Has anyone tried Polystyrene + D-Limonene?
Hey guys, Ive been looking into ways of dissolving styrofoam to make a putty that can be hand molded. Acetone is not very environmentally friendly so Im thinking about trying D-Limonene. Has anyone had any experience with this? Does the oil ‘ruin’ the plastic?
Im a fine artist so im planning on making art objects from them- it leaves a lot of flexibility because even ‘bad’ qualities can dictate the design of the object.
Thank you! 🙂
I’m trying to find ways to handle Styrofoam and #2 bag types of plastics for work. I do the recycling for my facility and expanded polystyrene is so unwanted that our recycling vendor will landfill other recyclables if they see Styrofoam or a bunch of bags included. This has led to a lot of experimentation.
D-limonene is basically Orange oil. Tiny amounts of it will cause polystyrene to break down into an amorphous goo. Just about any organic solvent will do the same: Acetone, toluene, and I’ve heard gasoline works as well. These yield a VERY flammable mixture which is rather napalm like. There are also contact and inhalation hazards that are no joke. If you pursue this path, download the SDS for your specific product. Read it and understand the hazards BEFORE proceeding. PPE will be required.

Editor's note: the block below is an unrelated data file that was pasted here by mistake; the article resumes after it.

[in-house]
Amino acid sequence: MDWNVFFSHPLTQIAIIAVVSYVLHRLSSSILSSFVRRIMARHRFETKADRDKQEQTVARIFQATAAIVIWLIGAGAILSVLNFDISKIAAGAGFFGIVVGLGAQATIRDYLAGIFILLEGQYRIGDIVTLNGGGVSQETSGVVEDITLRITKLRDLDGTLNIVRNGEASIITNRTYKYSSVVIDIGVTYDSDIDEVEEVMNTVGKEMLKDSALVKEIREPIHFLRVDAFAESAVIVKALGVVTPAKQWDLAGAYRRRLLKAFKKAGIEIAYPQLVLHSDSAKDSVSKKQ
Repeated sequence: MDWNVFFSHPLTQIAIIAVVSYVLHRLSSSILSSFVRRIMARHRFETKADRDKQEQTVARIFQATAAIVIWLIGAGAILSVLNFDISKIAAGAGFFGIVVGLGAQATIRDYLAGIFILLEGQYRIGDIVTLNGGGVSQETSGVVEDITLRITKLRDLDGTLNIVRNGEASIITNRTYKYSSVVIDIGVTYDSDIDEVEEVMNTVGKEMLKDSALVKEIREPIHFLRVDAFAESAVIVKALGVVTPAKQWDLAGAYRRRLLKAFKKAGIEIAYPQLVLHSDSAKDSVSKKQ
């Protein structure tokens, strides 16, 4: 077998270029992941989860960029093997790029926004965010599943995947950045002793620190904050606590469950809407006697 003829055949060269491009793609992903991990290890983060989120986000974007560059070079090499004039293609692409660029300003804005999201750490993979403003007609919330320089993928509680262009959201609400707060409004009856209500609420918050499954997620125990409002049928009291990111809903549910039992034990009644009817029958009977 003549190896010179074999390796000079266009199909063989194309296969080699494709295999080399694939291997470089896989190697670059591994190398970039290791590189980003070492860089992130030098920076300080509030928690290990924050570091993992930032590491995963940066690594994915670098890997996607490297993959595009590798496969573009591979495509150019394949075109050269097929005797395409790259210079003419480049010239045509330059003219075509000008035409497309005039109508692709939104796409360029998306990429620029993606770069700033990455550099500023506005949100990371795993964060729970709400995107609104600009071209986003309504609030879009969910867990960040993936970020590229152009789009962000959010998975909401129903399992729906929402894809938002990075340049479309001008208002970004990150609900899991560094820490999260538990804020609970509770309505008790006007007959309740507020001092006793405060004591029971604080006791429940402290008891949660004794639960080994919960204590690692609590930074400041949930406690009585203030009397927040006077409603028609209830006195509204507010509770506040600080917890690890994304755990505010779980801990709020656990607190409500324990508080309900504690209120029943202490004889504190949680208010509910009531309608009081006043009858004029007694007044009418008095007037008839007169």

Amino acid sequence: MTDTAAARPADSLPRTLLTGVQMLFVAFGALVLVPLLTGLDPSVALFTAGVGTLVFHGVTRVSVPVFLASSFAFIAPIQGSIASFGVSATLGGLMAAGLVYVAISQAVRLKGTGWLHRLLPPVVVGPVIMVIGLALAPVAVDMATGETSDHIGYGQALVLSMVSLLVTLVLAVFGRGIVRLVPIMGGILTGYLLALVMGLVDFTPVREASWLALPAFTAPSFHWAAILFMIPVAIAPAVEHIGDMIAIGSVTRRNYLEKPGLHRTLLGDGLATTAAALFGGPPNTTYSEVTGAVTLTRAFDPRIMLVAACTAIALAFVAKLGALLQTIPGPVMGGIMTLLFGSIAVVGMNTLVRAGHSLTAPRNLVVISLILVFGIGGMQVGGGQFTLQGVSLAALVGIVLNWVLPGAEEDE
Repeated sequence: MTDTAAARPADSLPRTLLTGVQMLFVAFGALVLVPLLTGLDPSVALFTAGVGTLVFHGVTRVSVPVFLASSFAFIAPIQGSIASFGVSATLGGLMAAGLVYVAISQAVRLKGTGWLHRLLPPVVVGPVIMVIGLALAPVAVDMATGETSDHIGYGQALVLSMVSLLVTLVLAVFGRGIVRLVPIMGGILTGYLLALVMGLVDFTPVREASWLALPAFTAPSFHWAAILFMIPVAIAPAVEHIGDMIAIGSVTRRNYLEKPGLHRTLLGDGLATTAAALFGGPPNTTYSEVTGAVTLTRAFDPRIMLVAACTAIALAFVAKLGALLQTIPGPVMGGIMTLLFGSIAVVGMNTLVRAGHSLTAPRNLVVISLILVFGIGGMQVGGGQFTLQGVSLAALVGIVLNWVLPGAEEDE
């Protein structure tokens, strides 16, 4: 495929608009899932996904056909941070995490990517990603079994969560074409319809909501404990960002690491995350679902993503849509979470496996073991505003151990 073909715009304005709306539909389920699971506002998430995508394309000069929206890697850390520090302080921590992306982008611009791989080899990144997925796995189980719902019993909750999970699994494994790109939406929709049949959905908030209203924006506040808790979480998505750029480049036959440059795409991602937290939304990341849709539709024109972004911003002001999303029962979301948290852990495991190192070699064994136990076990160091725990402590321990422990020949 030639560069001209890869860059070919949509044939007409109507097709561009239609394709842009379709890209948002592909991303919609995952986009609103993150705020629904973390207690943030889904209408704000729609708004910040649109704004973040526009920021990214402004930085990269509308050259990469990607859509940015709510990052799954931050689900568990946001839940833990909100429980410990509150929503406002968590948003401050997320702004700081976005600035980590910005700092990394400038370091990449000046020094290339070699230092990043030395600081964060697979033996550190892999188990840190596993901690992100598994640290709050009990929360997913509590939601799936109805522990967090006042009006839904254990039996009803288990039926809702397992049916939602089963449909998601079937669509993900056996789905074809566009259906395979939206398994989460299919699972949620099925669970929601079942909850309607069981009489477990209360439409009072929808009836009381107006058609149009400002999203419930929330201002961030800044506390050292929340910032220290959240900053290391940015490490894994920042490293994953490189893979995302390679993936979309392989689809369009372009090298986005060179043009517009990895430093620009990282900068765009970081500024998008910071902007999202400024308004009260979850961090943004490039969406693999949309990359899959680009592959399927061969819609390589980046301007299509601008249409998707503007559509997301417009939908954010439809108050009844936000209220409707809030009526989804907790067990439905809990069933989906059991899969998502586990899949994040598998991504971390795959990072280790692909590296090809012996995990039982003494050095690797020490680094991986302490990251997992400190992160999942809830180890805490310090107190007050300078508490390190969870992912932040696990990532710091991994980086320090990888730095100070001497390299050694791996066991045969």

I have done a few trials. Orange oil type products dry VERY slowly, plan for a month or so. The nastier solvents set more quickly, like say a week, but they are much more likely to create a fire hazard, kill some irreplaceable brain cells, or maybe give you a little cancer.
The picture is of a still spongy 2 week old trial. I filled a 5 gallon bucket with packing peanuts. Then I added 2 cups of Orange oil. I let it set up for a couple days then pulled a pancake of broken down polystyrene out of the solution. I used the pictured silicone soap mold as a form. So it’s very formable, but dealing with residual solvent is a necessary issue.
A few little notes from my googling and trials: glacial acetic acid, which is essentially vinegar is supposed to “deactivate” the Orange oil. I tried that in that trial. The color changed and the super strong citrus scent all but disappeared. My hands still smell of oranges after handling the resulting molded product. I also tried resting a medallion on the top of the product. An increase in local temperature from 50F to upper 70’s softened the polystyrene enough that the medallion settled through and the residual Orange oil stripped the enameled paint and that paint can now be seen as a circular discoloration in the product.
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